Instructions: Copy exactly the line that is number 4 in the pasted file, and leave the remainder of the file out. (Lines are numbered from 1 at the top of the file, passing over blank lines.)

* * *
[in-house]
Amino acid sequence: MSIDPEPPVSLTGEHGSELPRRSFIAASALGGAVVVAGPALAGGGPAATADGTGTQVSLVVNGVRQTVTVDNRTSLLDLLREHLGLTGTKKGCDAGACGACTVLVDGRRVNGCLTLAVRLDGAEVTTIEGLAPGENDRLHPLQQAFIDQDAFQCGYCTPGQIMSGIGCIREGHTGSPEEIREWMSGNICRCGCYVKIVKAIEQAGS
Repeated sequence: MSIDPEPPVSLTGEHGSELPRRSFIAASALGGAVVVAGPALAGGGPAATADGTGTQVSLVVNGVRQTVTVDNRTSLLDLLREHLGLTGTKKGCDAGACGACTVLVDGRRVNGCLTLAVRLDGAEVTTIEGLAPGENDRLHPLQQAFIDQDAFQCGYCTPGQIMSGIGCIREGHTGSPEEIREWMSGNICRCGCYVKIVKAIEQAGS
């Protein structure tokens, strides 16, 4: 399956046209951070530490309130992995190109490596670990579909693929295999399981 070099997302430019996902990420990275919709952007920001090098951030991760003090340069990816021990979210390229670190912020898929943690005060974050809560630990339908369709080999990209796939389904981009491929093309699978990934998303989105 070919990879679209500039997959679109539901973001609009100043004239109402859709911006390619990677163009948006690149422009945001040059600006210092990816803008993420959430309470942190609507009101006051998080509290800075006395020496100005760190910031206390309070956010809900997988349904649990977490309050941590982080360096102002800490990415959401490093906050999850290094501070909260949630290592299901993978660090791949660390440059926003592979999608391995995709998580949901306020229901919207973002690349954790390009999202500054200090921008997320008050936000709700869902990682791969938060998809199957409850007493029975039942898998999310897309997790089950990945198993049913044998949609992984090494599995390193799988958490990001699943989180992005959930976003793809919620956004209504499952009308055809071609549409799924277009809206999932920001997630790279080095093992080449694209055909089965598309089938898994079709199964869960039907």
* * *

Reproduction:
């Protein structure tokens, strides 16, 4: 399956046209951070530490309130992995190109490596670990579909693929295999399981 070099997302430019996902990420990275919709952007920001090098951030991760003090340069990816021990979210390229670190912020898929943690005060974050809560630990339908369709080999990209796939389904981009491929093309699978990934998303989105 070919990879679209500039997959679109539901973001609009100043004239109402859709911006390619990677163009948006690149422009945001040059600006210092990816803008993420959430309470942190609507009101006051998080509290800075006395020496100005760190910031206390309070956010809900997988349904649990977490309050941590982080360096102002800490990415959401490093906050999850290094501070909260949630290592299901993978660090791949660390440059926003592979999608391995995709998580949901306020229901919207973002690349954790390009999202500054200090921008997320008050936000709700869902990682791969938060998809199957409850007493029975039942898998999310897309997790089950990945198993049913044998949609992984090494599995390193799988958490990001699943989180992005959930976003793809919620956004209504499952009308055809071609549409799924277009809206999932920001997630790279080095093992080449694209055909089965598309089938898994079709199964869960039907």